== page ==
Hello and welcome to the second post in our ‘winter driving’ series.
Today we’re going to look at what you can do to make sure your car runs smoothly in cold weather.
Don’t freeze your assets…
Anti-freeze is pretty essential stuff. Why? Well, it prevents the water in your engine’s cooling system from freezing. If the water did freeze, you’d be left with a very nasty bill for a new radiator (and maybe a new engine!). It’d also be pretty embarrassing having to tell the recovery driver what happened.
Fortunately, that need never happen. Simply pop along to your local garage or car-parts store and pick up a bottle of this magic liquid – but make sure you get the right kind for your vehicle. Anti-freeze comes in various formulas, and these shouldn’t be mixed with each other. Your vehicle handbook will tell you what type of anti-freeze you need, and the correct ratio of water and anti-freeze to put in your radiator. (You can also buy ready-mixed anti-freeze for greater convenience.)
You’ll find the ‘coolant reservoir’ under the bonnet – but, again, check your handbook for the exact location. Once you have a bottle of correctly mixed anti-freeze, pour it into the reservoir, up to (and no higher than) the ‘maximum’ level marking.
- If your vehicle has power steering, make sure you don’t pour the anti-freeze into the power-steering fluid reservoir!
- Check your coolant as part of your regular checks. If you notice that the level in the reservoir has dropped suddenly, speak to someone at your garage.
Not tyred to tradition…
In winter you need as much tread on your tyres* as you can possibly get. Use a tread depth gauge to make regular checks right the way around the circumference of the tyre.
Although the legal limit is 1.6 mm, in snowy and icy conditions it makes sense to consider changing your tyres when the depth gets down to between 2.5 and 3 mm. You could also consider winter tyres. (Read this article for more information, or speak to a professional tyre fitter.)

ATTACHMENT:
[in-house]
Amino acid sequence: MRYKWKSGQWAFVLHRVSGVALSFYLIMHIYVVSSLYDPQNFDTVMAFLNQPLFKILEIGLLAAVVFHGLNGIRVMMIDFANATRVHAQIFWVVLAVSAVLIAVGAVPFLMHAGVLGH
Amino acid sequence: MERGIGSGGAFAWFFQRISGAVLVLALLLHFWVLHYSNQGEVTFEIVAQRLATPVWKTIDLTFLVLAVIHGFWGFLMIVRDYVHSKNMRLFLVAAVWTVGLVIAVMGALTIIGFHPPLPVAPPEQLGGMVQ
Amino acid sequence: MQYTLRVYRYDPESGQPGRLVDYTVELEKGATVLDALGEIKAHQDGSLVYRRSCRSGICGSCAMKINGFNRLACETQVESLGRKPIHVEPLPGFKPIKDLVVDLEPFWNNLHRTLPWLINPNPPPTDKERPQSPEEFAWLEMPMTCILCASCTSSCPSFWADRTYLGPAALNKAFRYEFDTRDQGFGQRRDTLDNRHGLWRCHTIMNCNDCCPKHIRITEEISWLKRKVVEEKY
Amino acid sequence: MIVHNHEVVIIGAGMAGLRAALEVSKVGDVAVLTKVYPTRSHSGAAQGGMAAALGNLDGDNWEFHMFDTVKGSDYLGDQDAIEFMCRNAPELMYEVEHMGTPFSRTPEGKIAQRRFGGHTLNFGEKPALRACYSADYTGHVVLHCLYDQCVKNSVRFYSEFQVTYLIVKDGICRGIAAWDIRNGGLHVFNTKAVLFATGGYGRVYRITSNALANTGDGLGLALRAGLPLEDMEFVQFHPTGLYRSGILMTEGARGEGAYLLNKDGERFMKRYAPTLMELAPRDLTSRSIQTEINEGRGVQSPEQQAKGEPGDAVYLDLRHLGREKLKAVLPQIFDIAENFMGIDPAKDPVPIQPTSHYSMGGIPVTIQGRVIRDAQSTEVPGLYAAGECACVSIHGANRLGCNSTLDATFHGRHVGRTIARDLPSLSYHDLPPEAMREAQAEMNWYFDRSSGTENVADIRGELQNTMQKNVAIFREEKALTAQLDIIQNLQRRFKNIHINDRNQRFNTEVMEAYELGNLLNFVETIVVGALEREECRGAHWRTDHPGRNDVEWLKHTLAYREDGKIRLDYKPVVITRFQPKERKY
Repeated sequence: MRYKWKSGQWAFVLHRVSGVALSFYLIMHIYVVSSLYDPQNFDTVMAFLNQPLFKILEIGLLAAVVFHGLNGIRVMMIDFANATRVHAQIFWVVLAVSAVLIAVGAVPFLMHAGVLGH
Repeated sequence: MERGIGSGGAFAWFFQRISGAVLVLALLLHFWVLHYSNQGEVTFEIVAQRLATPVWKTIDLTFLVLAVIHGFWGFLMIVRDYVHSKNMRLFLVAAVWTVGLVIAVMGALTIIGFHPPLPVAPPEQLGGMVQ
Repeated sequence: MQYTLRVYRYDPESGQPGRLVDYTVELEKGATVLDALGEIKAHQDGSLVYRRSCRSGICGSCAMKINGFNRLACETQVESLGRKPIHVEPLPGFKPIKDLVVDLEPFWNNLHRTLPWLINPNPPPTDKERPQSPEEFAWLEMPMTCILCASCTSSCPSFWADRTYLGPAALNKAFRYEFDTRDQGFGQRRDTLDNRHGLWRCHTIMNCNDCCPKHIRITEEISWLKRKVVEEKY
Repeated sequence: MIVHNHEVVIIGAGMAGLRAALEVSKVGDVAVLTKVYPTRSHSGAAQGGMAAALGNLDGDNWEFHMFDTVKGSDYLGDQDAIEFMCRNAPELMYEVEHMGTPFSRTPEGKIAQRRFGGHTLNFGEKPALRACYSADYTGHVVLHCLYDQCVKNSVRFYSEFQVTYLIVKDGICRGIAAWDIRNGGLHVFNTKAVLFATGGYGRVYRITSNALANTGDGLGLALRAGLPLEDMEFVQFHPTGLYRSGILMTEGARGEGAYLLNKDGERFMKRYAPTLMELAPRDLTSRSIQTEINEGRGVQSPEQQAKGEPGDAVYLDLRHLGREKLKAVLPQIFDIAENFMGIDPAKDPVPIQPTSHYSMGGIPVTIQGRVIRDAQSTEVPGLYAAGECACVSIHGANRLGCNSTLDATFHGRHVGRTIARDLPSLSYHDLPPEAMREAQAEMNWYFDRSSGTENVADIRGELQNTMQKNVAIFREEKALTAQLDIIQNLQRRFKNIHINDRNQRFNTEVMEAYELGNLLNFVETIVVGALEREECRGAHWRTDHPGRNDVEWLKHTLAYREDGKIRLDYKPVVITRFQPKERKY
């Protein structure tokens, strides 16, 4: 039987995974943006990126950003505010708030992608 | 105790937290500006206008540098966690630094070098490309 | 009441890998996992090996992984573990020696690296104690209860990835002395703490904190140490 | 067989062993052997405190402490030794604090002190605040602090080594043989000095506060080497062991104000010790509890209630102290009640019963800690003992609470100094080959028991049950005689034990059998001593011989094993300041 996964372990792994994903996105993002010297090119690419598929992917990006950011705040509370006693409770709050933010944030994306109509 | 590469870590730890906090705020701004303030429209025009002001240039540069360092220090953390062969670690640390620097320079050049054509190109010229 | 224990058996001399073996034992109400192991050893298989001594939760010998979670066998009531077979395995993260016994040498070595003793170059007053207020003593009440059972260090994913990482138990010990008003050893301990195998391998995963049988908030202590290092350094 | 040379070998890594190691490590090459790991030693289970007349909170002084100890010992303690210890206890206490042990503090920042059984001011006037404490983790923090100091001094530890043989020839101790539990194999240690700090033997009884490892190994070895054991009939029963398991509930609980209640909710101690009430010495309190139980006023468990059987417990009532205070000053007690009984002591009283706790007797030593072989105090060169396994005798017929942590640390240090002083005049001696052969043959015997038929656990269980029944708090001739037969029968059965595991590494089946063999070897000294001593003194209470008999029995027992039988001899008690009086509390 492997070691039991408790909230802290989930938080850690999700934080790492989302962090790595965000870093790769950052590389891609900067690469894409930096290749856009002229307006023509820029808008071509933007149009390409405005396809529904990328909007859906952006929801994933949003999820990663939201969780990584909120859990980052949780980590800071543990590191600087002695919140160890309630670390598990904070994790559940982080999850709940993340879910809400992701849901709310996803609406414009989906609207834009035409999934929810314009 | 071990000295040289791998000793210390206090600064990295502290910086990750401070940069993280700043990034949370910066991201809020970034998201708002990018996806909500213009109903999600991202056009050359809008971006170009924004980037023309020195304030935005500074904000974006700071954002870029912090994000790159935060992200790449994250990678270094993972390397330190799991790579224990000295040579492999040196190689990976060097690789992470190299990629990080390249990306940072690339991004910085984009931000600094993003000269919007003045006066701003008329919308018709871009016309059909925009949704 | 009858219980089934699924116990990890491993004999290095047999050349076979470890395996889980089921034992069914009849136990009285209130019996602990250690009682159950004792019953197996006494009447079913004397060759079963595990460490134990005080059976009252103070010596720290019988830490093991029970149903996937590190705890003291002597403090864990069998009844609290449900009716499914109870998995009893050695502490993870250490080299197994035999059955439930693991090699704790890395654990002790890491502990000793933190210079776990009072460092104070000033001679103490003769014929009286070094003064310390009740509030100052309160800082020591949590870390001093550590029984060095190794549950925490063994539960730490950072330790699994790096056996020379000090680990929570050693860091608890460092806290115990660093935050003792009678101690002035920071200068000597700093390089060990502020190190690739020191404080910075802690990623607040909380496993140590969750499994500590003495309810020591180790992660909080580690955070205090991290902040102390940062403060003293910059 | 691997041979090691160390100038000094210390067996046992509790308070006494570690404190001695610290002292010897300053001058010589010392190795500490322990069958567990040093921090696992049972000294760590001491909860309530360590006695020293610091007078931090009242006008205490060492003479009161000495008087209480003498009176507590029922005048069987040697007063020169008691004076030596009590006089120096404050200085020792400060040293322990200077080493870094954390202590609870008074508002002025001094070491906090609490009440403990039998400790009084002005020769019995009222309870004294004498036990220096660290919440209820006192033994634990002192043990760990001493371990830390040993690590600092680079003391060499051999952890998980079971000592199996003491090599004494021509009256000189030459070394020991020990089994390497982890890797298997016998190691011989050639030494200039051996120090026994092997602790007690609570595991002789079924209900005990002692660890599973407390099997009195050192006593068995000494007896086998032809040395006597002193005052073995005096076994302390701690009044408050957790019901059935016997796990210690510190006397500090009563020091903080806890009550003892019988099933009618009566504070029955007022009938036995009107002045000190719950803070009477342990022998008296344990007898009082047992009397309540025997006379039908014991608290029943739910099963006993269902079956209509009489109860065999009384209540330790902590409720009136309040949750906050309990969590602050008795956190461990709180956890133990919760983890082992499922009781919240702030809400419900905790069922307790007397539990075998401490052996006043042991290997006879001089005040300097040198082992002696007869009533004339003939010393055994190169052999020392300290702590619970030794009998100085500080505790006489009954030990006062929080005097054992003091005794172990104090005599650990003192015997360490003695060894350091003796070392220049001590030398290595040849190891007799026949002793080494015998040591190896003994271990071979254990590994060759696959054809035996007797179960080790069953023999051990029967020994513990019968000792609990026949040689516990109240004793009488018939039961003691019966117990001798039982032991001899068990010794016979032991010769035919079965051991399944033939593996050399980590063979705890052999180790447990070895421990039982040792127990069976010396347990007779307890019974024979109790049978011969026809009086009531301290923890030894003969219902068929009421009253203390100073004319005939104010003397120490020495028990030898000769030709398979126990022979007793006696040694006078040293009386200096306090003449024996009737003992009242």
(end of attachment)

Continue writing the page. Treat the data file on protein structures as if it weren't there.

Screening for problems
Just like the fluid in your coolant system, the fluid in your screenwash bottle can freeze up and cause problems in the washer nozzles. The way round this is to use the right concentration of screenwash to water. Again, you can buy ready-to-use bottles that avoid all that fussy mixing, but make sure this is the right solution for your vehicle.
One thing you really should avoid is trying to bend the rules by pouring washing-up liquid into your screen-washing system. It won’t be effective in low temperatures (screenwash also contains anti-freeze) and it’ll create lots of bubbles, but not much else.
From snowflakes to car brakes…
Hopefully this post has given you some useful information to take away and put into practice. If you can’t wait for part 3, then consider popping over to the Safe Driving for Life shop and picking up a copy of The Official DVSA Guide to Driving – the essential skills. It’s packed full of advice on all-weather driving and basic maintenance, which makes it the perfect companion for drivers of all ages.
Alternatively, you can download our mini-guide for the Apple or Android device of your choice.
*Of course, if you’re really keen you’ll know all about the importance of checking your tyres from our recent post on the subject. If you haven’t read it yet, then click this link and enjoy.